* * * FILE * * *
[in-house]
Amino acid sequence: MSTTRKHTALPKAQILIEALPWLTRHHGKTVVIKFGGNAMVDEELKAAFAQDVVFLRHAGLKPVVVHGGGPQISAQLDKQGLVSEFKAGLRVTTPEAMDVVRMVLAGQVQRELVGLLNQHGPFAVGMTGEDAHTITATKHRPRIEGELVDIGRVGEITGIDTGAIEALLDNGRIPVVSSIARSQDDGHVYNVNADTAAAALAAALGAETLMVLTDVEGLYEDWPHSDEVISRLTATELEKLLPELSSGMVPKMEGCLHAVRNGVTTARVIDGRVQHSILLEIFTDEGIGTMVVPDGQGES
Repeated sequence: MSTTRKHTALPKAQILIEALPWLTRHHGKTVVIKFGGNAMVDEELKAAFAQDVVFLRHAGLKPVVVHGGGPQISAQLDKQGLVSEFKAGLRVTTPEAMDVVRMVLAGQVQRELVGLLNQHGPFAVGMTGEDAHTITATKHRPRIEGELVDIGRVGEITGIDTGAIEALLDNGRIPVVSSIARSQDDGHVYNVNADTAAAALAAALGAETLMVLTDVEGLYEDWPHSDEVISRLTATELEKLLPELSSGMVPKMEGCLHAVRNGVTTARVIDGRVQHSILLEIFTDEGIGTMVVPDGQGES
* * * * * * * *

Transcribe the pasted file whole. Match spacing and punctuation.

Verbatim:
[in-house]
Amino acid sequence: MSTTRKHTALPKAQILIEALPWLTRHHGKTVVIKFGGNAMVDEELKAAFAQDVVFLRHAGLKPVVVHGGGPQISAQLDKQGLVSEFKAGLRVTTPEAMDVVRMVLAGQVQRELVGLLNQHGPFAVGMTGEDAHTITATKHRPRIEGELVDIGRVGEITGIDTGAIEALLDNGRIPVVSSIARSQDDGHVYNVNADTAAAALAAALGAETLMVLTDVEGLYEDWPHSDEVISRLTATELEKLLPELSSGMVPKMEGCLHAVRNGVTTARVIDGRVQHSILLEIFTDEGIGTMVVPDGQGES
Repeated sequence: MSTTRKHTALPKAQILIEALPWLTRHHGKTVVIKFGGNAMVDEELKAAFAQDVVFLRHAGLKPVVVHGGGPQISAQLDKQGLVSEFKAGLRVTTPEAMDVVRMVLAGQVQRELVGLLNQHGPFAVGMTGEDAHTITATKHRPRIEGELVDIGRVGEITGIDTGAIEALLDNGRIPVVSSIARSQDDGHVYNVNADTAAAALAAALGAETLMVLTDVEGLYEDWPHSDEVISRLTATELEKLLPELSSGMVPKMEGCLHAVRNGVTTARVIDGRVQHSILLEIFTDEGIGTMVVPDGQGES